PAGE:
After 2 years in Antigonish, we were able to reach our family's goal of moving to the HRM. I transitioned from working in community physiotherapy, to working as a Care Coordinator in the Continuing Care sector of NSH. In this role, I began to better understand the impact of socioeconomic status, geography, and availability of home care resources on an individual’s independence and ability to remain at home. It highlighted the importance of the role of physiotherapy in assisting individuals to remain safely at home, and the impact of limited services and resources on an individual’s risk of falls, declining mobility, independence, and safety. After working in the Continuing Care sector for 1 year, I became motivated to return to community physiotherapy to help improve seniors’ access to community rehabilitation.

Currently, I am proudly serving as the Director of Care for PhysioCare At Home, a private organization within HRM focusing on providing physiotherapy and occupational therapy services to individuals across the region. I am focused on both providing hands-on services, as well as education, to both our clients and all seniors across HRM. Our plan for 2022 is to continue to expand across Nova Scotia, and we are in the process of designing both in person and virtual care services to grant more seniors in rural Nova Scotia access to our services.

Why do you want to join/continue as a director on the board?

I want to participate as a Director on the Board because I am looking to grow personally, and professionally, in a community leadership role with the NSCP. I am motivated to continue to follow my purpose in life, which is to help those in my community to the best of my ability. I strongly believe that for me, that is through my career as a physiotherapist. I want to continue to help promote the benefits of physiotherapy to those that currently use its services, and to those who have not yet learned its merits. I believe that my commitment to bettering the lives of Nova Scotians, particularly focusing on Seniors and those in both the HRM and rural areas of the province, will make me a valuable addition to the Board. Through my work in both private and public community physiotherapy in Nova Scotia, I have witnessed the barriers that Nova Scotians face based on their socioeconomic status, race, geography and proximity to resources, and I am committed to focusing on diversity and inclusion, and all citizens' access to physiotherapy services. My current role grants me the flexibility that is required to serve on the Board, and I am confident that I would be able to devote the time and attention needed to responsibly carry out the role of public representative. I additionally understand the time commitment required for both preparing for and participating in Board Meetings, as well as the time required to communicate with members of the public. I will serve fairly, and impartially, and in the best interest of the public, as I have throughout my career as a physiotherapist.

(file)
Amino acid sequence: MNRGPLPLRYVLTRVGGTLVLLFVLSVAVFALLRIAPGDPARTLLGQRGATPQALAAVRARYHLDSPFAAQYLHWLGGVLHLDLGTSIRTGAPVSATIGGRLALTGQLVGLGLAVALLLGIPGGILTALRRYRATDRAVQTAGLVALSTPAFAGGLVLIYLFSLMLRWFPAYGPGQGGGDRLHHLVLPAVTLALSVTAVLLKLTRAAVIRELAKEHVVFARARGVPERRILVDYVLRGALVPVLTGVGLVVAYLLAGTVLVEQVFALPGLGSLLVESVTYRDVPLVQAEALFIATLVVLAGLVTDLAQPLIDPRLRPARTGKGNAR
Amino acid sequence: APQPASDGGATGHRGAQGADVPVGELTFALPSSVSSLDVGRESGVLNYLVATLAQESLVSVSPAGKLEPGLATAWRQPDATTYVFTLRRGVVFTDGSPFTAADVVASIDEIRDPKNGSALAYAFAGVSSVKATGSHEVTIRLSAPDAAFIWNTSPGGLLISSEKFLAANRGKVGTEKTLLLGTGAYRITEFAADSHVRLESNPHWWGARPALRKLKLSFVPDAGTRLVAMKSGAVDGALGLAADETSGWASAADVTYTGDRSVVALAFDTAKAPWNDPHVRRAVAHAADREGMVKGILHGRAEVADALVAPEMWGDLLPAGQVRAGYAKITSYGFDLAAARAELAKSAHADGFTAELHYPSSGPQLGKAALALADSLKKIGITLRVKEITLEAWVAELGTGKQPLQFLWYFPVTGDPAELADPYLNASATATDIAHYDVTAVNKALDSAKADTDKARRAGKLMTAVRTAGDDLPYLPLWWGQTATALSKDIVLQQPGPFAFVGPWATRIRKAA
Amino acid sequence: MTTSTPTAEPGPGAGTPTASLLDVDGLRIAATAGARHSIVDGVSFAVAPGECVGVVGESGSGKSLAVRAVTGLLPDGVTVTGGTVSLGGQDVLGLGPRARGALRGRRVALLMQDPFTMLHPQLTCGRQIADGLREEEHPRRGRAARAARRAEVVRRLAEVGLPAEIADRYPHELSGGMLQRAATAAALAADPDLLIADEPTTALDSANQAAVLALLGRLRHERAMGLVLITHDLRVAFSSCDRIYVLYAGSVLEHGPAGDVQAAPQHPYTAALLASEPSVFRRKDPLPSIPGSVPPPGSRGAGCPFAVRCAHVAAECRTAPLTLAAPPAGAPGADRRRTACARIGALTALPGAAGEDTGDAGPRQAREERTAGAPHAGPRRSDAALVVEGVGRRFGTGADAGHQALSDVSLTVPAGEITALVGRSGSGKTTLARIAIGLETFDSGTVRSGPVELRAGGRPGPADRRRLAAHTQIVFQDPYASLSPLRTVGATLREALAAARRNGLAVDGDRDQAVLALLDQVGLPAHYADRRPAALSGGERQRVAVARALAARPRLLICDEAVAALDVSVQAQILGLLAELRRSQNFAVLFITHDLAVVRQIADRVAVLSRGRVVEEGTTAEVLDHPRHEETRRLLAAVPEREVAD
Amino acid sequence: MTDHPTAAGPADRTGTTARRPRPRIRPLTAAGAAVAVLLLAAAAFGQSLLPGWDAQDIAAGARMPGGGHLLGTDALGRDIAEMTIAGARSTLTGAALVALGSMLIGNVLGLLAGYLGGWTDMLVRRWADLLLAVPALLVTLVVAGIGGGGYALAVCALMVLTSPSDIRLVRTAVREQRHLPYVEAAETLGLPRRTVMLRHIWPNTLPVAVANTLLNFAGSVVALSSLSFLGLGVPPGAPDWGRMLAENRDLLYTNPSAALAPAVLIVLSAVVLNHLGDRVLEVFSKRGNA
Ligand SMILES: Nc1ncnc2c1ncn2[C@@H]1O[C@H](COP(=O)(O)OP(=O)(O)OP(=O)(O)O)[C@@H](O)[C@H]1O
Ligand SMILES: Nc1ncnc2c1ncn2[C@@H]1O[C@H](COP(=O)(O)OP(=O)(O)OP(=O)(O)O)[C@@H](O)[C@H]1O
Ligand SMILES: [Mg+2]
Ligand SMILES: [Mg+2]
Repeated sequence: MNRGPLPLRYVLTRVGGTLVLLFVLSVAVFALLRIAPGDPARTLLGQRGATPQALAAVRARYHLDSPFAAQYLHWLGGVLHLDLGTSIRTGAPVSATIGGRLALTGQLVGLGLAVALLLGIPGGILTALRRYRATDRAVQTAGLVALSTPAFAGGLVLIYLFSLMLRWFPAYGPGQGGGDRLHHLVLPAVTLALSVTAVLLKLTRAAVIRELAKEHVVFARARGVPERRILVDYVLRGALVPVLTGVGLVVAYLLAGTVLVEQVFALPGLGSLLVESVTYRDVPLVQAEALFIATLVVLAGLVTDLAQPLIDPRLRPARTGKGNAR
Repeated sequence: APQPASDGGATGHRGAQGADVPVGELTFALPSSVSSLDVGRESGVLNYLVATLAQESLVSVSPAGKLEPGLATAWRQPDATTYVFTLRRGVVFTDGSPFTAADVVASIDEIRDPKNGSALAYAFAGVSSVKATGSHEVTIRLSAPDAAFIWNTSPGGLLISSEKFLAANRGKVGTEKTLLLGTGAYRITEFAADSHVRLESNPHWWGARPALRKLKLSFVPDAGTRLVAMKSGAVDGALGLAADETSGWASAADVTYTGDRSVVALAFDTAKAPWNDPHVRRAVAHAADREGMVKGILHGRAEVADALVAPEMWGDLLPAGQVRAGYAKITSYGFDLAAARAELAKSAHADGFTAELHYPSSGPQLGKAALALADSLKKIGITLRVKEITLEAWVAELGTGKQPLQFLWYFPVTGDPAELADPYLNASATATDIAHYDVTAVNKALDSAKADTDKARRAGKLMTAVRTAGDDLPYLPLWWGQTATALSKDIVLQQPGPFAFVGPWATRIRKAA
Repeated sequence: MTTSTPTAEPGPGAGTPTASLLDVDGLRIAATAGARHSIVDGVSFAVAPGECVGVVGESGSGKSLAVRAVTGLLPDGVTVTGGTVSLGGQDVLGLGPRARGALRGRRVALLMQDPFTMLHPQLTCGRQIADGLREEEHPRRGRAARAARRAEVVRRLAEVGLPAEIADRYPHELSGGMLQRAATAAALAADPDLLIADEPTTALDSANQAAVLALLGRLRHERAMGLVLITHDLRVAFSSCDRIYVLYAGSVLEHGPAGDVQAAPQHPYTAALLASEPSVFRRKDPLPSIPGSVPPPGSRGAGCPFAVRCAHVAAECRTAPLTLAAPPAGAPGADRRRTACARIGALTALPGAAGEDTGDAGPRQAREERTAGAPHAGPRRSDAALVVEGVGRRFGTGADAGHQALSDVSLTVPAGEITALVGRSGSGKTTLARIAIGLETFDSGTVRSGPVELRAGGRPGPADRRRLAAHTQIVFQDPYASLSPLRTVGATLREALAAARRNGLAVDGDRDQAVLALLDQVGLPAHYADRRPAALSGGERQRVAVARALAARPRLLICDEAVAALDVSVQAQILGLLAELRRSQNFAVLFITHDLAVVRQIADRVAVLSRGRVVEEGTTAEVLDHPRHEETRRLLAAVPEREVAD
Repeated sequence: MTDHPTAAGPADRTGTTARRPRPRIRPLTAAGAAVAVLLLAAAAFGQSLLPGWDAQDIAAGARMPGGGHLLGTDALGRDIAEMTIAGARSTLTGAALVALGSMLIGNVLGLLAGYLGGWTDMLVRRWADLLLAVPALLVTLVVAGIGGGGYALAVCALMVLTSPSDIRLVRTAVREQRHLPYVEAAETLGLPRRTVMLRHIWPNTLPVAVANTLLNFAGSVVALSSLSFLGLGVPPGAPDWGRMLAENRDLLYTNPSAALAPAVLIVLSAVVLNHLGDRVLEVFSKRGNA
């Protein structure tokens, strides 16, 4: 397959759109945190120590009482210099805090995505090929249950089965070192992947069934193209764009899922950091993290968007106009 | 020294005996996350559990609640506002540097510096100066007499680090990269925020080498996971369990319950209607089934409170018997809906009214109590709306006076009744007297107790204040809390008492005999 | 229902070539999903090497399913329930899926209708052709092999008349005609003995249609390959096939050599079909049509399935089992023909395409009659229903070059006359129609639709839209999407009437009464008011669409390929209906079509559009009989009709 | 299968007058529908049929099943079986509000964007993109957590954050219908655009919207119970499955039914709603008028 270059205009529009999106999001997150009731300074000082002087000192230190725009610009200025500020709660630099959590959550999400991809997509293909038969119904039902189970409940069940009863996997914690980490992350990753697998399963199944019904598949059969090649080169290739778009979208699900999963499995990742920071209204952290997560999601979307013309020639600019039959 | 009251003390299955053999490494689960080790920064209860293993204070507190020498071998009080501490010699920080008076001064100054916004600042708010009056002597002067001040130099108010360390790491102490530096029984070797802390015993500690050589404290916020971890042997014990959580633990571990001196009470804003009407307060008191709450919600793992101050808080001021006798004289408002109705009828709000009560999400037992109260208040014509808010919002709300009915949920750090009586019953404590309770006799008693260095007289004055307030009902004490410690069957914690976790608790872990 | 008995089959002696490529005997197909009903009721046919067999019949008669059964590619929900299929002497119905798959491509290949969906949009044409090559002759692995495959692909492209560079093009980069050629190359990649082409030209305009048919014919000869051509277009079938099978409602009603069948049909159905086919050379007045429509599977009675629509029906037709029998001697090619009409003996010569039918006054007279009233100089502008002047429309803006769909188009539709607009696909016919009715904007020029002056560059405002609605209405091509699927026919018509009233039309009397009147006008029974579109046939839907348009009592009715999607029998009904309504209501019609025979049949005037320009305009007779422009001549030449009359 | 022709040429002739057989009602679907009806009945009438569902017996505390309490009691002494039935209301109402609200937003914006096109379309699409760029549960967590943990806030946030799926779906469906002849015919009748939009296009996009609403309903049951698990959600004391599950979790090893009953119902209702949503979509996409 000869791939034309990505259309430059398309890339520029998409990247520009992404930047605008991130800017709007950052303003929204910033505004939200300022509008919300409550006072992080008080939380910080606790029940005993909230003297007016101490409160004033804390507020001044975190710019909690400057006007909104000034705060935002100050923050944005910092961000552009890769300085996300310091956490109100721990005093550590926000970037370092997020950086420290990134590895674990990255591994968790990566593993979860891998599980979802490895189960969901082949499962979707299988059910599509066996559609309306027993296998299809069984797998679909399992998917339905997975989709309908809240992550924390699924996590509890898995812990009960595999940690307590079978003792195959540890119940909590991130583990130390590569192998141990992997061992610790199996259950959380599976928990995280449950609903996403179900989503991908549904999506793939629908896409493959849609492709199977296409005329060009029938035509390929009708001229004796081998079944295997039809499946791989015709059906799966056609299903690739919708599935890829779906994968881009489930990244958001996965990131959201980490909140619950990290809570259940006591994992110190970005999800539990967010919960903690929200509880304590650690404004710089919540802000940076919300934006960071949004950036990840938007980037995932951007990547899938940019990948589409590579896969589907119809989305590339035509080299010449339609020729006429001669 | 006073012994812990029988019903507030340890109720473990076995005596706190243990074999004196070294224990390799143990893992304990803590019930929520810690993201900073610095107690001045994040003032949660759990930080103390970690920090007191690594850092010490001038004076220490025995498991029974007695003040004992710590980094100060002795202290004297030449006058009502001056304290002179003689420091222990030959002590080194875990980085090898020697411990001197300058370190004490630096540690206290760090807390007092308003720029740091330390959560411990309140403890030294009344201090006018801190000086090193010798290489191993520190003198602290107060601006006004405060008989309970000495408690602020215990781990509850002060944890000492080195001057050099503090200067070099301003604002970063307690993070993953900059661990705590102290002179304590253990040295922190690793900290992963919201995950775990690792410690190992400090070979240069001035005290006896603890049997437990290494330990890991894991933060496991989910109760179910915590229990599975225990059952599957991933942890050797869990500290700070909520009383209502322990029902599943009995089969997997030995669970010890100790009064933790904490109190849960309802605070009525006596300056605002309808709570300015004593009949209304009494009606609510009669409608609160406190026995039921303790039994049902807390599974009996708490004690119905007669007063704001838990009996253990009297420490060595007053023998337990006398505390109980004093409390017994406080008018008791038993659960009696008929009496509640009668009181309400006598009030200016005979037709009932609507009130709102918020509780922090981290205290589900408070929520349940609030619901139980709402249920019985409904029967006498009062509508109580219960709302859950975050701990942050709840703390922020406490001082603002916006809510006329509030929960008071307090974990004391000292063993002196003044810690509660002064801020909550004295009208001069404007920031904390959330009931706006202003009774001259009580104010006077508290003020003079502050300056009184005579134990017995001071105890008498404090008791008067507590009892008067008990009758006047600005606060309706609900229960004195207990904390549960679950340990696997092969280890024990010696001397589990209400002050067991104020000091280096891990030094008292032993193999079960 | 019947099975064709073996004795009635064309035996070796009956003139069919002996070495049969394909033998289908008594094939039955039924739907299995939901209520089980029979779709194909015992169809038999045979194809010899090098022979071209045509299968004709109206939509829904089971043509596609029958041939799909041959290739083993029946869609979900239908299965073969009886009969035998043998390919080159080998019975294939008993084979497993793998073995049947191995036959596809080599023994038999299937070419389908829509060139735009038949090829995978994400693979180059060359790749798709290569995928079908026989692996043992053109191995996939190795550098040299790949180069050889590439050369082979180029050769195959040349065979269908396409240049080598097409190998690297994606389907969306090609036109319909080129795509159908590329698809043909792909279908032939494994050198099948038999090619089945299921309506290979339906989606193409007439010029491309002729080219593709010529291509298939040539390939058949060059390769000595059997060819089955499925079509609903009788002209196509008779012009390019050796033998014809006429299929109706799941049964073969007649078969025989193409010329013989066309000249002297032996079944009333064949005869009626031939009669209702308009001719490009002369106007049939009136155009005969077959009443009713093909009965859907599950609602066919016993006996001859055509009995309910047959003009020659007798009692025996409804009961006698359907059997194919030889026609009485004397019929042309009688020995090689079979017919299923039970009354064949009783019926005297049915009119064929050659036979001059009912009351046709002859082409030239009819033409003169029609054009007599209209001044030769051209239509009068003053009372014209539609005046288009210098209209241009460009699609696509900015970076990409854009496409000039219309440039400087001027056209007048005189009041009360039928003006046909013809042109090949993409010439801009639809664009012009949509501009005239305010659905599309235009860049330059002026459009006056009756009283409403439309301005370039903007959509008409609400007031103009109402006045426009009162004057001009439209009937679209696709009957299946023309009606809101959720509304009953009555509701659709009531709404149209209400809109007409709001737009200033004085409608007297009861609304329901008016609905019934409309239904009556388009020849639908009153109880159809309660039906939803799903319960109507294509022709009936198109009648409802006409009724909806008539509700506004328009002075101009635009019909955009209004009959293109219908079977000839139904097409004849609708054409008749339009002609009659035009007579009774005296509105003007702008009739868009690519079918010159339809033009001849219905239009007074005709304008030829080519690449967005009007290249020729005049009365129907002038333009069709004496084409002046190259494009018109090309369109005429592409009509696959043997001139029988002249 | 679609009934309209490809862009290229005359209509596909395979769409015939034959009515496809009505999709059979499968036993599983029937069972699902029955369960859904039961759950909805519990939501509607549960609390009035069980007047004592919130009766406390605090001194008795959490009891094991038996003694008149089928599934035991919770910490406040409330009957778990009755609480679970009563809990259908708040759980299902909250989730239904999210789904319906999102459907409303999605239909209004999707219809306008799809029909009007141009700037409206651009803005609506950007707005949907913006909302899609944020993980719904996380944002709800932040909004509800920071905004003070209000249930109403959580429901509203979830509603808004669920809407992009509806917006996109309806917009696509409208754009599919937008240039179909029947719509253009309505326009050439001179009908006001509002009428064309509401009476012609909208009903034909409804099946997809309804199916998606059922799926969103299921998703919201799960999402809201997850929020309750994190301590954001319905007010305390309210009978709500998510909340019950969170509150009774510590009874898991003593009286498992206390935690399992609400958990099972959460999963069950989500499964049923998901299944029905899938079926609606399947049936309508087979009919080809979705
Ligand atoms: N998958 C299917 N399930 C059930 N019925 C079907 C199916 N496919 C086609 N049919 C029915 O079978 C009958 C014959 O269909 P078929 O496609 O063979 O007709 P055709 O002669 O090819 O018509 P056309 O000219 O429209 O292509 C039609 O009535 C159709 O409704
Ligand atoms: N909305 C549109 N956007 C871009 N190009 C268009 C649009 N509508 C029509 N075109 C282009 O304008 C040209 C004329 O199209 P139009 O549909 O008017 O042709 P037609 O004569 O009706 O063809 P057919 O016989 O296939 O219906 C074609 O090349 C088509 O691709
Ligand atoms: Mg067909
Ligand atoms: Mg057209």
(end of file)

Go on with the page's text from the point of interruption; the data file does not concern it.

What do you bring (or have brought) to the position?

My experiences working as a physiotherapist in community and clinic settings, in both the public and private sectors, have resulted in a skillset that makes me an excellent candidate for a position on the Board of Directors. I have demonstrated my ability to work independently and as a valued member of a team, and promise that I would bring those skills forward as a member of the Board. I have strong communication skills, which are required in my current role as a Director of Care for communication with team members, community partners, and members of the public. I have sound judgement and personal integrity, and pride myself in my professionalism both inside and outside of the workplace. I guarantee that I will advocate strongly for the public, without bias, serving the public interest and working to reduce barriers to physiotherapy services. If elected to the Board, I will demonstrate my ability to use my critical reasoning and decision-making skills that I continue to develop as a physiotherapist. I am in good standing with the NSCP, and am motived to continue to improve the quality of physiotherapy care in the province. My work within the public healthcare sector in Nova Scotia taught me firsthand about the importance of policies in the delivery of care and the utilization of available resources. I believe that I would be an asset to helping establish policies to ensure that the College operations reflect its mandate, and to safeguard its' assets. I believe strongly in the effectiveness of teamwork and the importance of working collaboratively to reach common goals. I guarantee that I will be a respectful, committed, motivated, and collaborative member of the Board, should I be nominated.